Keys to Halcyon House Passed to S&R Foundation
S&R Foundation attorney Alice Haase has confirmed that Halcyon House, one of Washington's most historic homes at 3400-3410 Prospect Street, N.W., has gone to settlement. Under contract since November 2011 to the S&R Foundation, a National Cherry Blossom Festival participant, the property was sold by the Dreyfuss estate for $11 million.
Purchased by Edmund Dreyfuss and Blake Construction in 1966 from Georgetown University, Halcyon House has been held by the Dreyfuss family and its business concerns for almost 46 years, the longest tenure of any of the property's deed holders, including its builder and original 1787 occupant, Benjamin Stoddert, the first Secretary of the Navy and friend of George Washington.
Sculptor John Dreyfuss, who led the renovation and reconstruction work during the 1980s and 1990s at the house and its gardens, as well as building a lower studio and hall, received an award from the National Trust for Historic Preservation for his efforts. At one time, Dreyfuss also headed up the Francis Scott Key Foundation, a non-profit which completed Francis Scott Key Park and the Star-Spangled Banner Monument on M Street, now part of the National Park System, next to Key Bridge.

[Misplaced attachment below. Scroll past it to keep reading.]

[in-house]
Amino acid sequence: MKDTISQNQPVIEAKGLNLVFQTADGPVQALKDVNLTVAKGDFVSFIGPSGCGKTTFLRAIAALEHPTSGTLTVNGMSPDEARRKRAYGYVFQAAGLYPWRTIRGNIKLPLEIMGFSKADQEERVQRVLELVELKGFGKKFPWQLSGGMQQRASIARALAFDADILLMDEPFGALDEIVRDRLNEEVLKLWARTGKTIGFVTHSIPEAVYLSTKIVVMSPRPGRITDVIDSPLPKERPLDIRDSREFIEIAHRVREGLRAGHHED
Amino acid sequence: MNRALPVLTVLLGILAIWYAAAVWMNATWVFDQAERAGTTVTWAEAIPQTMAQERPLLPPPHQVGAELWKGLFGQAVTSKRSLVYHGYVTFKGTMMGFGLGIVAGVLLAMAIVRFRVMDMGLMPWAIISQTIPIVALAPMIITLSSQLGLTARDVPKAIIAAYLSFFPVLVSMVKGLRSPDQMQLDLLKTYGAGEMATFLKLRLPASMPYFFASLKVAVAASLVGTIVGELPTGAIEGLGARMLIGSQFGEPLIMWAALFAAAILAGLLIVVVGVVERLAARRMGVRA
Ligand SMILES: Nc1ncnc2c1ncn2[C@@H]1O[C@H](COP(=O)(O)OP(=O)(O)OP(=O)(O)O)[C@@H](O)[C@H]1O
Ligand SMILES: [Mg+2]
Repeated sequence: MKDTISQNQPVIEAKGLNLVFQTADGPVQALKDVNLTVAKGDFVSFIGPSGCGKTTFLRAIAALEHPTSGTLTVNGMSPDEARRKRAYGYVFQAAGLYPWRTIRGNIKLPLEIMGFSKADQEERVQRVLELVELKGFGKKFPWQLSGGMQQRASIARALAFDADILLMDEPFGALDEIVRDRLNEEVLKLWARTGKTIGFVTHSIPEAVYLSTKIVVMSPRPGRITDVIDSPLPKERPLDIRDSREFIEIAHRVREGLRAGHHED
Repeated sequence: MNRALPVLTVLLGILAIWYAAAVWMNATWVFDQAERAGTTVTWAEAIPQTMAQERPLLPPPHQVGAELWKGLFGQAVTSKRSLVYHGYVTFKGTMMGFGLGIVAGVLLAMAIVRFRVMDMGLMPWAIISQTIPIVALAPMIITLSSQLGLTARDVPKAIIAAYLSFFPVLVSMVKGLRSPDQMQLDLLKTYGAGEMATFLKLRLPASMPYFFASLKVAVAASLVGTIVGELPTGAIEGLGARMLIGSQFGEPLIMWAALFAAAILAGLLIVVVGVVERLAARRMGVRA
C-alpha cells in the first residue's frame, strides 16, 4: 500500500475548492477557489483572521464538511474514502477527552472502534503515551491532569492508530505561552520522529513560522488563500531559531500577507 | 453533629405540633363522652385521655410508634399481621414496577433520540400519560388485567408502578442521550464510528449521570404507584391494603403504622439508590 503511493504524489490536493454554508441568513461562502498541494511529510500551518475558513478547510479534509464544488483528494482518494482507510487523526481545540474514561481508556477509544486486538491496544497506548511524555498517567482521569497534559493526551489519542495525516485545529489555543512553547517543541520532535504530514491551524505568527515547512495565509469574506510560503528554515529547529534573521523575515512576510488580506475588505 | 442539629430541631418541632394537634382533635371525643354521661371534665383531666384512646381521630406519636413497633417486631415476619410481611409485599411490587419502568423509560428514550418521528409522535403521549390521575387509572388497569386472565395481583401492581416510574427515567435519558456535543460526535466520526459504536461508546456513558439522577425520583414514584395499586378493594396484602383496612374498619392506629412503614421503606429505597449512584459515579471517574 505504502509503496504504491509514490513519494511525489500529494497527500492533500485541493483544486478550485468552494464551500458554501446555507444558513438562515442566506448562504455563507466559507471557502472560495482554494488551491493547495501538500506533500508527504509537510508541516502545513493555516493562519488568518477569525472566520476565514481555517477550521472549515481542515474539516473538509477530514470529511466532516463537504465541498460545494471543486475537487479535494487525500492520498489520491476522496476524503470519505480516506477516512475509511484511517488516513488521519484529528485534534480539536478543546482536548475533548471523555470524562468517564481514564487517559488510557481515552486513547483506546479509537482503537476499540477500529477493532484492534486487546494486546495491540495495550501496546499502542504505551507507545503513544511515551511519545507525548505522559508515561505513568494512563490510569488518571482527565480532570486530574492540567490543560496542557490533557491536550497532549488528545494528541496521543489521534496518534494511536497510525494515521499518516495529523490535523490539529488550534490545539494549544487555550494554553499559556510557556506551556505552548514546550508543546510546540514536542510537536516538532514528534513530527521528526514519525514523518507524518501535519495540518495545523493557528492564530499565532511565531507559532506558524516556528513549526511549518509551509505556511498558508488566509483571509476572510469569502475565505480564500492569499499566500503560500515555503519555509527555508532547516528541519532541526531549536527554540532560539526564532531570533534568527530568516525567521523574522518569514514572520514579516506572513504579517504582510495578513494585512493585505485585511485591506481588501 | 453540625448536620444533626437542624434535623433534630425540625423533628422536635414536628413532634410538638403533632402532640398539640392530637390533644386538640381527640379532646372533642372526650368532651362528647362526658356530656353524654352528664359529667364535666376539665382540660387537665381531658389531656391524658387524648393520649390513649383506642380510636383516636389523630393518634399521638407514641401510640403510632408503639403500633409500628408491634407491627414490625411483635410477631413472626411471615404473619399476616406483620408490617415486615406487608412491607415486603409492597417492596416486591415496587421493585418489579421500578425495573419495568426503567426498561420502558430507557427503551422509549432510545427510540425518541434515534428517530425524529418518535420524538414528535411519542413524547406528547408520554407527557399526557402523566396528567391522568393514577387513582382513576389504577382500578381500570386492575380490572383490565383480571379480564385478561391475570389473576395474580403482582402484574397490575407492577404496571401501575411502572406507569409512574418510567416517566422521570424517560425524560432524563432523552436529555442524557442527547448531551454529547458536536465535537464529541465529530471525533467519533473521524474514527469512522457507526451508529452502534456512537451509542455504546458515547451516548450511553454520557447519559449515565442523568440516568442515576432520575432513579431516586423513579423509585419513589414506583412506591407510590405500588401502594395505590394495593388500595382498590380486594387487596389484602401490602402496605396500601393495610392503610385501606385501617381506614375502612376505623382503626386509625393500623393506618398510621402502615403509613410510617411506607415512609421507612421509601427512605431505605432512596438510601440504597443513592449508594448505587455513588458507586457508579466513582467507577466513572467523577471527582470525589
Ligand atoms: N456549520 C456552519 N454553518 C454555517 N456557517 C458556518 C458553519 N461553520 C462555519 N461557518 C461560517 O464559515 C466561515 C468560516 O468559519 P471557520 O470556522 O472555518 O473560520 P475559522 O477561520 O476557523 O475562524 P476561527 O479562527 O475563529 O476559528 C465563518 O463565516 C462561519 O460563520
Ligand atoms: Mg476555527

S&R Foundation, which last year purchased another historic Georgetown home, Evermay, is a non-profit founded in Washington, D.C., by Dr. Sachiko Kuno and Dr. Ryuji Ueno in 2000 "to encourage and stimulate scientific research and artistic endeavors among young individuals." The foundation plans to operate its day-to-day business from Evermay on 28th Street in Georgetown. The married couple, Ueno and Kuno, founded Sucampo Pharmaceuticals, Inc., a global biopharmaceutical company based in Bethesda. Sucampo is one of the sponsors of the National Cherry Blossom Festival.
In addition, with its Japanese-American mission, S&R Foundation is hosting its first "Annual Overtures Artist Concert Series," which will feature seven award-winning, world-class performing artists at the Kennedy Center as part of the festival’s centennial celebration, honoring 100 years of the gift of trees from Tokyo to Washington -- Wednesday, April 4 – Sunday, April 8, Tuesday, April 10, Thursday, April 12; all performances will begin at 7:30 p.m.